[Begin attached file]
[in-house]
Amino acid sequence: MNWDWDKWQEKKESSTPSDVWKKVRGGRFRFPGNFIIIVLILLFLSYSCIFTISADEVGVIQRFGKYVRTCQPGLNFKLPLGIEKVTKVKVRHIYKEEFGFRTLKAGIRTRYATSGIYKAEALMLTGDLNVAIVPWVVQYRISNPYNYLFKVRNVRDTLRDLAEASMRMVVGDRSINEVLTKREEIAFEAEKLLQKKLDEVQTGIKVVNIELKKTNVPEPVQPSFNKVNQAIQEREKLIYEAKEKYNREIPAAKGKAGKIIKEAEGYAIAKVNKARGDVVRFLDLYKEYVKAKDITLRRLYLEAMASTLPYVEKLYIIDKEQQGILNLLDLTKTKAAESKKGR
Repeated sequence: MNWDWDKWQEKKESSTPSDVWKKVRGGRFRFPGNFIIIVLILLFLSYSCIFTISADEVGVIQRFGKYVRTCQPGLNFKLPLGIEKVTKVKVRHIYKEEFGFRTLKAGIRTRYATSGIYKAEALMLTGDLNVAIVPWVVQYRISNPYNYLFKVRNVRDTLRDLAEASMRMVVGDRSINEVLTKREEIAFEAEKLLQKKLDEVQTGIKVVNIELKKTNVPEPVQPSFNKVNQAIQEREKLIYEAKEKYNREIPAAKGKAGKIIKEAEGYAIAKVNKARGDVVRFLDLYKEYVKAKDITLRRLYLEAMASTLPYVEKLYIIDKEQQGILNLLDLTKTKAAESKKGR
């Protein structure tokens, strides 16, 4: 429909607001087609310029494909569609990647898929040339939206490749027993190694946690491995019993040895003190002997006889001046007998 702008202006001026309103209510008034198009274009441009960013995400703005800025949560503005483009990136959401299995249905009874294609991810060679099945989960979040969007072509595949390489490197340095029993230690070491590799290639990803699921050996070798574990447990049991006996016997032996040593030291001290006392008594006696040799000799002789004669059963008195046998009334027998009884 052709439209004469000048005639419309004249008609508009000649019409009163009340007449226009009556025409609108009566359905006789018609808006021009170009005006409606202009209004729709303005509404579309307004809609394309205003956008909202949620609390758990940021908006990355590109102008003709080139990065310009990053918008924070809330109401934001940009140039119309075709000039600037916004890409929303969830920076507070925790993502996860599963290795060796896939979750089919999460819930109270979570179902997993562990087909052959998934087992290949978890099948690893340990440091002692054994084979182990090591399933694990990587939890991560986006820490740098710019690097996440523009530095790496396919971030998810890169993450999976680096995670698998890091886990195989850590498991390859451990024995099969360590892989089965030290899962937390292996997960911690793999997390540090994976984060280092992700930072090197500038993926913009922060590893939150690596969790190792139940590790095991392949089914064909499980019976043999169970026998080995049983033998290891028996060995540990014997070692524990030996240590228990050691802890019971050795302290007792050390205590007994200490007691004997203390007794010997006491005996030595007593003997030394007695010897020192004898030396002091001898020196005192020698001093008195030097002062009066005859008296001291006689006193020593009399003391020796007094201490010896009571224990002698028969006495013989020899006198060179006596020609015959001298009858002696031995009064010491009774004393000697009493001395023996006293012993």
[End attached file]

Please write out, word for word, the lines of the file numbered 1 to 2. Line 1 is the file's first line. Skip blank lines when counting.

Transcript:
[in-house]
Amino acid sequence: MNWDWDKWQEKKESSTPSDVWKKVRGGRFRFPGNFIIIVLILLFLSYSCIFTISADEVGVIQRFGKYVRTCQPGLNFKLPLGIEKVTKVKVRHIYKEEFGFRTLKAGIRTRYATSGIYKAEALMLTGDLNVAIVPWVVQYRISNPYNYLFKVRNVRDTLRDLAEASMRMVVGDRSINEVLTKREEIAFEAEKLLQKKLDEVQTGIKVVNIELKKTNVPEPVQPSFNKVNQAIQEREKLIYEAKEKYNREIPAAKGKAGKIIKEAEGYAIAKVNKARGDVVRFLDLYKEYVKAKDITLRRLYLEAMASTLPYVEKLYIIDKEQQGILNLLDLTKTKAAESKKGR